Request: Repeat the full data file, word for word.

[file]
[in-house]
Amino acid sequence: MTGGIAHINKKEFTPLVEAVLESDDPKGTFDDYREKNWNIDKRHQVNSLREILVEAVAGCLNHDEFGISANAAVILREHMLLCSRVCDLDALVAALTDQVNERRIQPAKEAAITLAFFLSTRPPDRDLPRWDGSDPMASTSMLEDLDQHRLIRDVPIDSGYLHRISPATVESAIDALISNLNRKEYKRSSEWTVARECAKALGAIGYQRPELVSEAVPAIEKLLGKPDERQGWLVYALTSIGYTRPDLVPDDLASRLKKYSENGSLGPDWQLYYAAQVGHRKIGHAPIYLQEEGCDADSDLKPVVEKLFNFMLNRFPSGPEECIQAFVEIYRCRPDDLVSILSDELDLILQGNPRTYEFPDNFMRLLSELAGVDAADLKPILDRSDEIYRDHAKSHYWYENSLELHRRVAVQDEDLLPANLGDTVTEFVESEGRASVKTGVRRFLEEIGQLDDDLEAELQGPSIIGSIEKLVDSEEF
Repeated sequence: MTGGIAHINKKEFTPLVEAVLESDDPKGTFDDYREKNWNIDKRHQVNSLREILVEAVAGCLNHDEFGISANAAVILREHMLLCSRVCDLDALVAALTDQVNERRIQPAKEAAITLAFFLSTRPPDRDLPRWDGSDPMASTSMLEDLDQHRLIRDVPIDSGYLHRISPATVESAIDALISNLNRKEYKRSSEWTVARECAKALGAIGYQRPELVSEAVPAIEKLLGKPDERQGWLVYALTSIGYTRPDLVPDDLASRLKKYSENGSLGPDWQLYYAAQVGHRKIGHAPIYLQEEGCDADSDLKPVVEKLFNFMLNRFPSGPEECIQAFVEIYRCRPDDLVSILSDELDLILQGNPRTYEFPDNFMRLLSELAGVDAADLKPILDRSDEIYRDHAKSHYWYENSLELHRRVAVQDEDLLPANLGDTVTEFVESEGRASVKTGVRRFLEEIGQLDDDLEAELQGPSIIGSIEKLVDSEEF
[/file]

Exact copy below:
[in-house]
Amino acid sequence: MTGGIAHINKKEFTPLVEAVLESDDPKGTFDDYREKNWNIDKRHQVNSLREILVEAVAGCLNHDEFGISANAAVILREHMLLCSRVCDLDALVAALTDQVNERRIQPAKEAAITLAFFLSTRPPDRDLPRWDGSDPMASTSMLEDLDQHRLIRDVPIDSGYLHRISPATVESAIDALISNLNRKEYKRSSEWTVARECAKALGAIGYQRPELVSEAVPAIEKLLGKPDERQGWLVYALTSIGYTRPDLVPDDLASRLKKYSENGSLGPDWQLYYAAQVGHRKIGHAPIYLQEEGCDADSDLKPVVEKLFNFMLNRFPSGPEECIQAFVEIYRCRPDDLVSILSDELDLILQGNPRTYEFPDNFMRLLSELAGVDAADLKPILDRSDEIYRDHAKSHYWYENSLELHRRVAVQDEDLLPANLGDTVTEFVESEGRASVKTGVRRFLEEIGQLDDDLEAELQGPSIIGSIEKLVDSEEF
Repeated sequence: MTGGIAHINKKEFTPLVEAVLESDDPKGTFDDYREKNWNIDKRHQVNSLREILVEAVAGCLNHDEFGISANAAVILREHMLLCSRVCDLDALVAALTDQVNERRIQPAKEAAITLAFFLSTRPPDRDLPRWDGSDPMASTSMLEDLDQHRLIRDVPIDSGYLHRISPATVESAIDALISNLNRKEYKRSSEWTVARECAKALGAIGYQRPELVSEAVPAIEKLLGKPDERQGWLVYALTSIGYTRPDLVPDDLASRLKKYSENGSLGPDWQLYYAAQVGHRKIGHAPIYLQEEGCDADSDLKPVVEKLFNFMLNRFPSGPEECIQAFVEIYRCRPDDLVSILSDELDLILQGNPRTYEFPDNFMRLLSELAGVDAADLKPILDRSDEIYRDHAKSHYWYENSLELHRRVAVQDEDLLPANLGDTVTEFVESEGRASVKTGVRRFLEEIGQLDDDLEAELQGPSIIGSIEKLVDSEEF